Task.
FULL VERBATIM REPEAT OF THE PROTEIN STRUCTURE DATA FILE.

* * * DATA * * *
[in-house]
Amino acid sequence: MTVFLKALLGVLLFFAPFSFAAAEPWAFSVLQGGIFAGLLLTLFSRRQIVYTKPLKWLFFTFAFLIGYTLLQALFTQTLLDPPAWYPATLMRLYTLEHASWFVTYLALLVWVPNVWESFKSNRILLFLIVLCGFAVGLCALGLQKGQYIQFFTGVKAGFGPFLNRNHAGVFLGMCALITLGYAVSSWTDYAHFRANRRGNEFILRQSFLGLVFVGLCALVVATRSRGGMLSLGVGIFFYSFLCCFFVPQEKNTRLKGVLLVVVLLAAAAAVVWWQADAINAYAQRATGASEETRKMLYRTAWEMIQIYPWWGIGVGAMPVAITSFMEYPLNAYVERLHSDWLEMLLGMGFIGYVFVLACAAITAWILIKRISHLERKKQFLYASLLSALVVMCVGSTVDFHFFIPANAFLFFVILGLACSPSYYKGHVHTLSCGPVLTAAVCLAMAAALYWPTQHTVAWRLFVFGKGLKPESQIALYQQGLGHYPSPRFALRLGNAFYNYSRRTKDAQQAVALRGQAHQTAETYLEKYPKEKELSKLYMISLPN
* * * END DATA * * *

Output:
[in-house]
Amino acid sequence: MTVFLKALLGVLLFFAPFSFAAAEPWAFSVLQGGIFAGLLLTLFSRRQIVYTKPLKWLFFTFAFLIGYTLLQALFTQTLLDPPAWYPATLMRLYTLEHASWFVTYLALLVWVPNVWESFKSNRILLFLIVLCGFAVGLCALGLQKGQYIQFFTGVKAGFGPFLNRNHAGVFLGMCALITLGYAVSSWTDYAHFRANRRGNEFILRQSFLGLVFVGLCALVVATRSRGGMLSLGVGIFFYSFLCCFFVPQEKNTRLKGVLLVVVLLAAAAAVVWWQADAINAYAQRATGASEETRKMLYRTAWEMIQIYPWWGIGVGAMPVAITSFMEYPLNAYVERLHSDWLEMLLGMGFIGYVFVLACAAITAWILIKRISHLERKKQFLYASLLSALVVMCVGSTVDFHFFIPANAFLFFVILGLACSPSYYKGHVHTLSCGPVLTAAVCLAMAAALYWPTQHTVAWRLFVFGKGLKPESQIALYQQGLGHYPSPRFALRLGNAFYNYSRRTKDAQQAVALRGQAHQTAETYLEKYPKEKELSKLYMISLPN